This week’s Free Fiction Friday story from UnWrecked Press is “Gunning for the Buddha.”
UPDATE: Now that the free week is over, you can read the rest of this story by downloading an ebook from Amazon or Smashwords. Then you can read it on your laptop, desktop, Kindle, iPad, Nook, iPhone, or whatever device you use to read ebooks.
“Gunning” was first published at S1ngularity, March 2003, and it was an Honorable Mention story in the Year’s Best Fantasy and Horror vol. 17. It was also reprinted at Farrago’s Wainscot, 2007 as well as in my story collection of the same name.
“You don’t have to be young and fiery to feel that kind of anger these days, but finding a way past it can be a tortuous journey. Jasper crams that into a few short pages — then reality turns inside-out.” — Locus
Gunning for the Buddha
We killed the Buddha for the first time outside of Berlin.
It was fitting that we caught sight of him walking barefoot next to the autobahn, where it would be a real bitch to stop in time to pick him up. But we were nothing if not up for a challenge. I brought our ’75 Firebird screeching to a stop next to him on the narrow shoulder, giving him a few centimeters of breathing room between muscle car and blocky metal guardrail, and opened the passenger door. Traffic screamed past us like bullets as the little man lifted his robes and stepped into the car. With a groan, Ari had jumped into the back and onto Marco’s lap, crushing Annina, Marco, and Yeshev. The Buddha rode shotgun.
He was bald, of course, but a lot skinnier than I’d ever imagined. He’d been walking west, out of Berlin into the German countryside, probably headed for Madrid or Amsterdam or some damn place like that. I had to grin at the dirt trapped under his fingernails like brown scars. His face was made up of delicate bones, like a china doll I’d had as a little girl, before I broke it with my baseball bat.
When the Buddha smiled at me I felt the world teeter, but that could’ve been caused by the two oversized bottles of beer I’d already downed. Before tromping on the gas, I checked the rearview mirror for the first time all day, looking around the multi-colored faces cheek-to-cheek in the back seat so we wouldn’t get into a wreck. I wanted to savor the moment, stretch it out like day-old taffy. It wasn’t every day you came across someone who — for all intents and purposes — was a major player from the spiritual realm, thumbing a ride.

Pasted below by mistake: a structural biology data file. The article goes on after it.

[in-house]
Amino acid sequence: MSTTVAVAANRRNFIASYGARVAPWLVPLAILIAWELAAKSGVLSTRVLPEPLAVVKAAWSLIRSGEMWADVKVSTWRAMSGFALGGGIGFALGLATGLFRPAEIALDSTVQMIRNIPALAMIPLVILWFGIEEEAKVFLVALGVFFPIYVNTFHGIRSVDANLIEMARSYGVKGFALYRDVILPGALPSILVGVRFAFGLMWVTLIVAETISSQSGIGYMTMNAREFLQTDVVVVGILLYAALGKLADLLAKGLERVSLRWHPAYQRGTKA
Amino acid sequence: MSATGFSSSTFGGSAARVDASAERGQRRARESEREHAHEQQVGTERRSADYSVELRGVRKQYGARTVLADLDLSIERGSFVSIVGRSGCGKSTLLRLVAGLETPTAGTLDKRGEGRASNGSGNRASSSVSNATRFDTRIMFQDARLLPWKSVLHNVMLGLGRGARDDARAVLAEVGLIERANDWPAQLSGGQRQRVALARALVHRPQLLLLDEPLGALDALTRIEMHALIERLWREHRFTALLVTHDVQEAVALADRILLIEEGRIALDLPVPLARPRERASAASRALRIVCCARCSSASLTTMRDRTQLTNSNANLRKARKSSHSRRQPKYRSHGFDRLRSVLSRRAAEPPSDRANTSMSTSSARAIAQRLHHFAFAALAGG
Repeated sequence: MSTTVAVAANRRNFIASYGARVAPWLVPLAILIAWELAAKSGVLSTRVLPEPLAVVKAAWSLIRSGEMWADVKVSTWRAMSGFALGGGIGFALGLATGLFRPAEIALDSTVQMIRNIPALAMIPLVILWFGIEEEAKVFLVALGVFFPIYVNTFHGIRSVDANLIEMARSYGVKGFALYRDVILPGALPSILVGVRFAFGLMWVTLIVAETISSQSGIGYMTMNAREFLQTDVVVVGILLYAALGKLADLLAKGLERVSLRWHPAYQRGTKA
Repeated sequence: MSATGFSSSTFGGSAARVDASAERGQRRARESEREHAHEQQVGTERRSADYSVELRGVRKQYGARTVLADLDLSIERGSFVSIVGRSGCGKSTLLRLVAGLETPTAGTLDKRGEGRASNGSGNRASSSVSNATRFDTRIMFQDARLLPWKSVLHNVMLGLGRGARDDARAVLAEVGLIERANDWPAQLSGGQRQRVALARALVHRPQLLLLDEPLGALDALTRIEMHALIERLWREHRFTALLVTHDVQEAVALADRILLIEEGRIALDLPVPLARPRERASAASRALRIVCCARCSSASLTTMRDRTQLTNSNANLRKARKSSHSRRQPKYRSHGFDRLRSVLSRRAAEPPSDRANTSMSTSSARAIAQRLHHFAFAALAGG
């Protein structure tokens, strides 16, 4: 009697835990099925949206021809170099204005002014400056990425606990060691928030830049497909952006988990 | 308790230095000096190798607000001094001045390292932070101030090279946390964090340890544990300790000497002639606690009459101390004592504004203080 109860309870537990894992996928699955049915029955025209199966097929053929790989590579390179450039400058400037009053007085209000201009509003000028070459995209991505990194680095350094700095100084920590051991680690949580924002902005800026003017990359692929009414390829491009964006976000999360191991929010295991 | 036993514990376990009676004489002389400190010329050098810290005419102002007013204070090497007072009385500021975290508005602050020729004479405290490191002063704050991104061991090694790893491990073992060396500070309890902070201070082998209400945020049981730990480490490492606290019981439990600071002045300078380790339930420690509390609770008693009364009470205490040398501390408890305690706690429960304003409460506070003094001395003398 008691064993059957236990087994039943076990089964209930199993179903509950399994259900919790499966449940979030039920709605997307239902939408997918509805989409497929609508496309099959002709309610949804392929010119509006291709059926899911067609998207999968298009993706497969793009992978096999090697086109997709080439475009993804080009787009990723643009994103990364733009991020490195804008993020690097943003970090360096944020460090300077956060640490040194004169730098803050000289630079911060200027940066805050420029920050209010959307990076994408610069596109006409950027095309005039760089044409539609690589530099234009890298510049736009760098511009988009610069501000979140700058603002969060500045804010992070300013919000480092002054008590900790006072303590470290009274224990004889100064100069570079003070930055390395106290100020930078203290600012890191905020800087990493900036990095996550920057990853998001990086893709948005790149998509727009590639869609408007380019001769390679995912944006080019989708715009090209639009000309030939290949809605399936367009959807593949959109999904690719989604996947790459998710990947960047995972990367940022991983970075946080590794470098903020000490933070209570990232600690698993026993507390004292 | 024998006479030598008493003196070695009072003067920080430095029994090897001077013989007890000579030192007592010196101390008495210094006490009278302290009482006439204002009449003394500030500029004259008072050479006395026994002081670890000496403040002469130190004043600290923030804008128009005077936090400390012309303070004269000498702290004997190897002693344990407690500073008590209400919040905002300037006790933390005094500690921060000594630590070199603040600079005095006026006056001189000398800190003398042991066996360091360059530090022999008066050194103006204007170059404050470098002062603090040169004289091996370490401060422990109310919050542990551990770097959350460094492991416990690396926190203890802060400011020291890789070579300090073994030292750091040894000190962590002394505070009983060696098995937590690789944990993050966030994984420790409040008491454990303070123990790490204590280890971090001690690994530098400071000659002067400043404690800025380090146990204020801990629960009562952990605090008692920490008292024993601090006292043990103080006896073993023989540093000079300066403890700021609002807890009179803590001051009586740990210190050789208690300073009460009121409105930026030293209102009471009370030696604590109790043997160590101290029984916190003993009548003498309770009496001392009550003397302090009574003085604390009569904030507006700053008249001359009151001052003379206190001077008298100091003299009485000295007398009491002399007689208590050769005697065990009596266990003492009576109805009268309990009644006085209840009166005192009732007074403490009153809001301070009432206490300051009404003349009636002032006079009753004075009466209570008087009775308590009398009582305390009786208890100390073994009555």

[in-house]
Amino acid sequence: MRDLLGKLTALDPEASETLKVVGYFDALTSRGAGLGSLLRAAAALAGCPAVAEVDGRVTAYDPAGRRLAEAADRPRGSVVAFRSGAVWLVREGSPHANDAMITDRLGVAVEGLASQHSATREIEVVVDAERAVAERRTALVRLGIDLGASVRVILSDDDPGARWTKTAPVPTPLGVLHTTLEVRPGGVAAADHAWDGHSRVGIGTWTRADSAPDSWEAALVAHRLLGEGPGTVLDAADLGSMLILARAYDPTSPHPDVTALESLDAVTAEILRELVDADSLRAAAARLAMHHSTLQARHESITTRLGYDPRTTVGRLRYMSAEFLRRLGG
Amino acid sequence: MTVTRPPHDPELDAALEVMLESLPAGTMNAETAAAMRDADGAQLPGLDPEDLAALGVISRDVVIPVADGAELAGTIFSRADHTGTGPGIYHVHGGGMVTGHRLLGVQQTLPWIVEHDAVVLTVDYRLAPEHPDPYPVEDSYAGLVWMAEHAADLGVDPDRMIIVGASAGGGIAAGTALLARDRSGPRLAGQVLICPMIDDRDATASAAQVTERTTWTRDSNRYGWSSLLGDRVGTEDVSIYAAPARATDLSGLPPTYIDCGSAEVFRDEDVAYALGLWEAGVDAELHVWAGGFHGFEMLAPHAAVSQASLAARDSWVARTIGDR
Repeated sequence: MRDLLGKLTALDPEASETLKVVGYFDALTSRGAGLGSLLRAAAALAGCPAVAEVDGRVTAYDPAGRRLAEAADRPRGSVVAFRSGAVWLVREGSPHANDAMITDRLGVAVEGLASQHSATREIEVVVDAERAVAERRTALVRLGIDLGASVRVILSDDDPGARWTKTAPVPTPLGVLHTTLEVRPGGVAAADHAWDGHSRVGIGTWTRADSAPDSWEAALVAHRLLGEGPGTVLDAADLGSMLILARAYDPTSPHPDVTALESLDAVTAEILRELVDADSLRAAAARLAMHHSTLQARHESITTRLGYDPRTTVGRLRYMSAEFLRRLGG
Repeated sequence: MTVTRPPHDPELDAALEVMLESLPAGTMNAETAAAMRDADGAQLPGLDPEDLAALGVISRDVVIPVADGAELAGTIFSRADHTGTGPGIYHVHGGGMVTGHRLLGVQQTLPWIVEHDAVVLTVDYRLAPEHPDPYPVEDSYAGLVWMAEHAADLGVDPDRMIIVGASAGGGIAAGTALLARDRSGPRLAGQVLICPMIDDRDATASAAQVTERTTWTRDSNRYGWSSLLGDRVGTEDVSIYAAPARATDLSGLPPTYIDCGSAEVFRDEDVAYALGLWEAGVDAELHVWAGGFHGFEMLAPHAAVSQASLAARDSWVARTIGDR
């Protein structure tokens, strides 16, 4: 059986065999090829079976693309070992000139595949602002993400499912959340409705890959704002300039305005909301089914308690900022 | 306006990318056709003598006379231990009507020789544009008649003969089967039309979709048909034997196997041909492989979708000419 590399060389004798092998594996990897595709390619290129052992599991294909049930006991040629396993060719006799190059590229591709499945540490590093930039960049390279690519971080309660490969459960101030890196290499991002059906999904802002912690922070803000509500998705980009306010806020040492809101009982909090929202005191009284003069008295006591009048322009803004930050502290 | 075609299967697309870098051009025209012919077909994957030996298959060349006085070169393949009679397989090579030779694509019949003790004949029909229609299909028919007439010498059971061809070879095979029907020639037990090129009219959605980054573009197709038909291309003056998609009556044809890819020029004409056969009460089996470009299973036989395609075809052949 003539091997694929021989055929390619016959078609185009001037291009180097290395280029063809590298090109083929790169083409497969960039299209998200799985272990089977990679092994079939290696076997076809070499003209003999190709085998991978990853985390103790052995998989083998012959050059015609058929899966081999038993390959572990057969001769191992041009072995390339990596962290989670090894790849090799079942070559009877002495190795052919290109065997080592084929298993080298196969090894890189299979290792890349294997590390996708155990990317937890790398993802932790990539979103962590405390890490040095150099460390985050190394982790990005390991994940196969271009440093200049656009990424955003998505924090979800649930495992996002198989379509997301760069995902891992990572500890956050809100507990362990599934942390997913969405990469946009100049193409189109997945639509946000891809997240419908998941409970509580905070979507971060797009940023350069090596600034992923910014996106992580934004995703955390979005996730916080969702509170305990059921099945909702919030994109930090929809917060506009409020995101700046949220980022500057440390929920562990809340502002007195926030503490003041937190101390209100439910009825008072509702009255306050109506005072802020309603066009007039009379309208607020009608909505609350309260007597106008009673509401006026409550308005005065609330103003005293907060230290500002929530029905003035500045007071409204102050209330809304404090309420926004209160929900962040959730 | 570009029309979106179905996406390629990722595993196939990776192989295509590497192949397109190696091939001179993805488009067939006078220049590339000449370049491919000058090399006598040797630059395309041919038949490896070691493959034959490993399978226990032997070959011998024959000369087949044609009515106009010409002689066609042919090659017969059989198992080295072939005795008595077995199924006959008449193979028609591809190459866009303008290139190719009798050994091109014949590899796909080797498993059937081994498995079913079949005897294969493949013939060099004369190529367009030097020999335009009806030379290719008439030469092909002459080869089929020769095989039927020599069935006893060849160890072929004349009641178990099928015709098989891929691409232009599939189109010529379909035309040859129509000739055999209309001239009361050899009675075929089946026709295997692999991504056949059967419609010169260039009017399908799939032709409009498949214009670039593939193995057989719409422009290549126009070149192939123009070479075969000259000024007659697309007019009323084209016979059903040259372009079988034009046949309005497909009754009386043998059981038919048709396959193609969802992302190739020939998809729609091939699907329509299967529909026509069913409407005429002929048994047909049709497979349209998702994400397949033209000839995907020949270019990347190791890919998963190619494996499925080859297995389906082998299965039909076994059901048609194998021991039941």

In seconds the Firebird was hitting 190 kilometers an hour, the dashboard shimmering like an ocean at low tide. I watched him out of the corner of my eye while the others hissed laughter in the backseat, waiting for my patience to run out. They knew me too well, my fellow travelers. We were between gigs, regrouping. Our next rendezvous was with a bridge in downtown Frankfurt later that afternoon. Time was of the essence.
When we passed the first sign for Frankfurt am Main, still some fifty kilometers away, I’d finished off most of the bottle of German ale I’d been balancing between my legs, and my bra was flapping in the wind next to me, wedged between door and window like a flag of surrender. The breeze cooled me off, reminding me of the metal pressed against my side under my thin T-shirt. I was always amazed at the way our assignments took shape, usually at the last possible minute before or after a jump, in spite of — or was it because of? — all the chaos in the world.
Next to me, the Buddha had started talking. His soft voice carried clear as a bell over the wind howling through my cracked-open window.
“In some ways, my girl,” he said, “I am helpless. I have what I have if only I will surrender to things as they are.”
His lash-less eyes stared at me, into me in a way I’d rather not remember. I hated it when men called me “girl.”
“We must return to the sea,” he continued, “or the sea will return to us.”
“You’re damn skippy,” I said.
The others in the backseat exhaled in disappointment. They’d wanted me to blow him away from the moment he got in the car. To hell with them — I wanted to hear what this Buddha had to say. Plus I was distracted; Frankfurt’s Eiserner Steg was approaching, and I’d forgotten that this was a footbridge, and the pedestrians weren’t cooperating. But the Buddha’s time was coming.
We had to get it just right, hitting the midsection of the Iron Footbridge where the blue metal arches of the supports for the bridge dipped down. Then we’d be back into the ether, casting about for a new when and where, for more chaos to unravel. I needed to be rid of the skinny little shit by then. Who knew what sort of cosmic balance he’d tip over if we jumped with him in the car?
“Trusting the young is the only hope of each aging generation.” Pointing a delicate finger at me, the Buddha gave me a smile that made me think of cheap ceramic statues and sleeping lions. “However, pointing at the moon is not the moon itself.”
“Like a fortune cookie you are,” I muttered.
A man and woman dressed in black dove out of our way as we jumped the steps leading up to the bridge. I had my gun out by that time, the Firebird’s wheels ba-dang-dang-danging onto the near side of the bridge over the Main. When we were a quarter of the way across I pressed on the brakes.
“Be a lamp unto yourself–” the Buddha began, but I didn’t let him finish. I’d had enough of his whispering voice and his suspect wisdom. It was time.
I took two shots, but I think the second went high into the afternoon sky over the Main River. Ari pushed the false Buddha out the door at 140 k.p.h., and we launched ourselves off the temporal bridge backward — or forward — to some other damn when.
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